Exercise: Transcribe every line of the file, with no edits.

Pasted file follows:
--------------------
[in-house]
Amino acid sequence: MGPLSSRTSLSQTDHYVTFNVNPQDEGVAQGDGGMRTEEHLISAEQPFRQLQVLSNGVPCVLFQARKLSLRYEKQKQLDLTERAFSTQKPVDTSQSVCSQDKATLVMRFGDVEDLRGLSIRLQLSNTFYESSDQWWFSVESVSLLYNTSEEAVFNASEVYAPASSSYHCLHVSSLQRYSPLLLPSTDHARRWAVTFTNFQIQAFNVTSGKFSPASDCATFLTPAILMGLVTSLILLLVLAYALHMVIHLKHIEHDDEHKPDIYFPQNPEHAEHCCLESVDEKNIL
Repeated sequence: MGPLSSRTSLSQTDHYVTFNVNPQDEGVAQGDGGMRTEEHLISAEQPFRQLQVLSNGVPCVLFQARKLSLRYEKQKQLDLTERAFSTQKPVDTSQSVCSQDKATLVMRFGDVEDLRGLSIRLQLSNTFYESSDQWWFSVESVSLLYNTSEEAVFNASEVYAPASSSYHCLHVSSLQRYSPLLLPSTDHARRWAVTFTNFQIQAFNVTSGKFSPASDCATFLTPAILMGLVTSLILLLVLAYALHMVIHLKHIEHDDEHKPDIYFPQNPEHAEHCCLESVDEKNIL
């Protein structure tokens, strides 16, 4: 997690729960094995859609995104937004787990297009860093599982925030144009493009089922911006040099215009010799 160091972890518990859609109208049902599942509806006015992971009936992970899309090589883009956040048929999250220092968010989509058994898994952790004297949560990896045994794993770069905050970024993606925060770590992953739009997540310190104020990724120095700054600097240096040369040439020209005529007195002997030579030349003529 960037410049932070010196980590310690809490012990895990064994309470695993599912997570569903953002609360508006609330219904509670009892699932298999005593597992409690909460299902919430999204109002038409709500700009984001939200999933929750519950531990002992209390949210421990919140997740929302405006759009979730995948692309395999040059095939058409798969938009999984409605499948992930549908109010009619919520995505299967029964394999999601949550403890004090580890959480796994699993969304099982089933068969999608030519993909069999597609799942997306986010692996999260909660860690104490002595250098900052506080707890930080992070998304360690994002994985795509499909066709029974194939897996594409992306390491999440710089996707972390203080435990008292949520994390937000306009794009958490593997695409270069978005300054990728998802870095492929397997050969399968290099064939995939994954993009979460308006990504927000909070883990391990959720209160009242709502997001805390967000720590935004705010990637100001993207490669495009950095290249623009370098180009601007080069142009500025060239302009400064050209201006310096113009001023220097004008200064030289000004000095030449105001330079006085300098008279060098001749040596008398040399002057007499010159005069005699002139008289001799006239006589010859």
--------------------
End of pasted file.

[in-house]
Amino acid sequence: MGPLSSRTSLSQTDHYVTFNVNPQDEGVAQGDGGMRTEEHLISAEQPFRQLQVLSNGVPCVLFQARKLSLRYEKQKQLDLTERAFSTQKPVDTSQSVCSQDKATLVMRFGDVEDLRGLSIRLQLSNTFYESSDQWWFSVESVSLLYNTSEEAVFNASEVYAPASSSYHCLHVSSLQRYSPLLLPSTDHARRWAVTFTNFQIQAFNVTSGKFSPASDCATFLTPAILMGLVTSLILLLVLAYALHMVIHLKHIEHDDEHKPDIYFPQNPEHAEHCCLESVDEKNIL
Repeated sequence: MGPLSSRTSLSQTDHYVTFNVNPQDEGVAQGDGGMRTEEHLISAEQPFRQLQVLSNGVPCVLFQARKLSLRYEKQKQLDLTERAFSTQKPVDTSQSVCSQDKATLVMRFGDVEDLRGLSIRLQLSNTFYESSDQWWFSVESVSLLYNTSEEAVFNASEVYAPASSSYHCLHVSSLQRYSPLLLPSTDHARRWAVTFTNFQIQAFNVTSGKFSPASDCATFLTPAILMGLVTSLILLLVLAYALHMVIHLKHIEHDDEHKPDIYFPQNPEHAEHCCLESVDEKNIL
């Protein structure tokens, strides 16, 4: 997690729960094995859609995104937004787990297009860093599982925030144009493009089922911006040099215009010799 160091972890518990859609109208049902599942509806006015992971009936992970899309090589883009956040048929999250220092968010989509058994898994952790004297949560990896045994794993770069905050970024993606925060770590992953739009997540310190104020990724120095700054600097240096040369040439020209005529007195002997030579030349003529 960037410049932070010196980590310690809490012990895990064994309470695993599912997570569903953002609360508006609330219904509670009892699932298999005593597992409690909460299902919430999204109002038409709500700009984001939200999933929750519950531990002992209390949210421990919140997740929302405006759009979730995948692309395999040059095939058409798969938009999984409605499948992930549908109010009619919520995505299967029964394999999601949550403890004090580890959480796994699993969304099982089933068969999608030519993909069999597609799942997306986010692996999260909660860690104490002595250098900052506080707890930080992070998304360690994002994985795509499909066709029974194939897996594409992306390491999440710089996707972390203080435990008292949520994390937000306009794009958490593997695409270069978005300054990728998802870095492929397997050969399968290099064939995939994954993009979460308006990504927000909070883990391990959720209160009242709502997001805390967000720590935004705010990637100001993207490669495009950095290249623009370098180009601007080069142009500025060239302009400064050209201006310096113009001023220097004008200064030289000004000095030449105001330079006085300098008279060098001749040596008398040399002057007499010159005069005699002139008289001799006239006589010859």